...Betta splendens feed on zooplankton, crustaceans, and the larvae of mosquitoes and other water-bound insects. In captivity they can be fed a varied diet of pellets, flake food and frozen foods such as brine shrimp, bloodworms, daphnia and many others....
Some people of Thailand and Malaysia are known to have collected these fish prior to the 19th century from the wild.
In the wild, betta spar for only a few minutes before one fish backs off. Bred specifically for heightened aggression, domesticated betta matches can go on for much longer, with winners determined by a willingness to continue fighting. Once a fish retreats, the match is over.
Seeing the popularity of these fights, the king of Thailand started licensing and collecting these fighting fish. In 1840, he gave some of his prized fish to a man who, in turn, gave them to Theodor Cantor, a medical scientist. Nine years later, Cantor wrote an article describing them under the name Macropodus pugnax. In 1909, the ichthyologist Charles Tate Regan, upon realizing a species was already named Macropodus pugnax, renamed the domesticated Siamese fighting fish Betta splendens.
In 1892, this species was imported to France by the French aquarium fish importer Pierre Carbonnier in Paris, and in 1896, the German aquarium fish importer Paul Matte in Berlin imported the first specimens to Germany from Moscow.
Males and females flare or puff out their gill covers (opercula) to appear more impressive, either to intimidate other rivals or as an act of courtship. Other reasons for flaring can include when they are intimidated by movement or change of scene in their environments. Both sexes display horizontal bars if stressed or frightened. However, such colour changes, common in females of any age, are rare in mature males due to their intensity of colour. Females often flare at other females, especially when setting up a pecking order. Flirting fish behave similarly, with vertical instead of horizontal stripes indicating a willingness and readiness to breed (females only). Betta splendens enjoy a decorated tank, being a territorial fish it is necessary to establish territory even when housed alone. They may set up a territory centered on a plant or rocky alcove, sometimes becoming highly possessive of it and aggressive toward trespassing rivals. This is the reason why when kept with other fish the minimum tank size should be 45 litres (about 10 gallons). Contrary to popular belief, Bettas are compatible with many other species of aquarium fish. Given the proper parameters bettas will be known to only be aggressive towards smaller and slower fish than themselves such as guppies.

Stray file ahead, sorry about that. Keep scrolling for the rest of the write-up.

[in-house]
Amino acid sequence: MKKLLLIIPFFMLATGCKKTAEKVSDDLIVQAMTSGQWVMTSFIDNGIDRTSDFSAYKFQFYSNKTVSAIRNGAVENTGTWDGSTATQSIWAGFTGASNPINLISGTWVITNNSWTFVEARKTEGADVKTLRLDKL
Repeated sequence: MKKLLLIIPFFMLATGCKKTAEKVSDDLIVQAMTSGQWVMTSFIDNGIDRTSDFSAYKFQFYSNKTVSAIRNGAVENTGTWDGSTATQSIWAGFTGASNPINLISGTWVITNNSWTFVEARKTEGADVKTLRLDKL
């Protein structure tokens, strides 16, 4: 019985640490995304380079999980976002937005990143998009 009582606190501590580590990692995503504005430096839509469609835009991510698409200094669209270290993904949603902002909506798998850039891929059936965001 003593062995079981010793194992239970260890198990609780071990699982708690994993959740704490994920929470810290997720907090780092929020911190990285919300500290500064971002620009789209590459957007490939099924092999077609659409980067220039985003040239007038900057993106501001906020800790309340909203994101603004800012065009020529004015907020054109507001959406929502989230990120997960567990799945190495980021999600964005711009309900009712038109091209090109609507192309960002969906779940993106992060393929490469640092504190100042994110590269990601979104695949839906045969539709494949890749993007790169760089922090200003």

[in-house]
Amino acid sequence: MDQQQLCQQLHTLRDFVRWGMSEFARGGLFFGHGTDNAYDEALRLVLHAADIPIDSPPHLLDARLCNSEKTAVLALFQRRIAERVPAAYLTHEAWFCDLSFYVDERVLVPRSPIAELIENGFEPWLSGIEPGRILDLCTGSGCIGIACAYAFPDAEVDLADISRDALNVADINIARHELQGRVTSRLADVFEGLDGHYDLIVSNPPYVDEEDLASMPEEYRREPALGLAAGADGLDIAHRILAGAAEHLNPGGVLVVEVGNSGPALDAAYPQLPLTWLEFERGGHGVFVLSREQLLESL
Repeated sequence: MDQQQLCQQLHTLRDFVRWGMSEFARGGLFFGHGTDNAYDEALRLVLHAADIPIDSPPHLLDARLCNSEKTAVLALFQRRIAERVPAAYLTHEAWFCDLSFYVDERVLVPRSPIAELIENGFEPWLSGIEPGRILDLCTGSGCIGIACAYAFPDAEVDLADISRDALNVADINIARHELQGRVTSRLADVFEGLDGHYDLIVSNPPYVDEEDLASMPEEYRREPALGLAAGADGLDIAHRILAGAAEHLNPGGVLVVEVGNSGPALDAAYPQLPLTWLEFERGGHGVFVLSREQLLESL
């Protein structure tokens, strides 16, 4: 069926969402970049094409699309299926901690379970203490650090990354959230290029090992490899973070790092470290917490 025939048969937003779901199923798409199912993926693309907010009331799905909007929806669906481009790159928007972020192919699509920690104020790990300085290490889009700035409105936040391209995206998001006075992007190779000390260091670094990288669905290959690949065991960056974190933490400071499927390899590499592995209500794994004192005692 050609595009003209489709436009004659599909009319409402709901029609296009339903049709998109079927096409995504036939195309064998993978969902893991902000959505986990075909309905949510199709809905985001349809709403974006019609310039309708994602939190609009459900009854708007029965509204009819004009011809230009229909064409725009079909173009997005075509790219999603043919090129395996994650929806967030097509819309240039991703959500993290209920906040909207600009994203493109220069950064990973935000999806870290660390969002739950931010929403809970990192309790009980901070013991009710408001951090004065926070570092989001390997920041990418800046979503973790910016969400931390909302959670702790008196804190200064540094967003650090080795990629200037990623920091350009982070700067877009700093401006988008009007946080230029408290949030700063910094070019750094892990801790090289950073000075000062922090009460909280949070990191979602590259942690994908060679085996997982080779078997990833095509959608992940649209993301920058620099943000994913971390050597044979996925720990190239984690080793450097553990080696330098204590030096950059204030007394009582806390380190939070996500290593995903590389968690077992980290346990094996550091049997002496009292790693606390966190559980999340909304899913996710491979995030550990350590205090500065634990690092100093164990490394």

The aggression of this fish has been studied by ethologists and comparative psychologists.These fish have historically been the objects of gambling; two male fish are pitted against each other to fight and bets are placed on which one will win. One fish will arise the victor, the fight continuing until one participant is submissive. These competitions can result in the death of either one or both fish depending on the seriousness of their injuries. To avoid fights over territory, male Siamese fighting fish are best isolated from one another. Males will occasionally even respond aggressively to their own reflections in a mirror. Though this is obviously safer than exposing the fish to another male, prolonged sight of their reflection may lead to stress in some individuals. Not all Siamese fighting fish respond negatively to other males, especially when the tank is large enough for each fish to create their own designated territory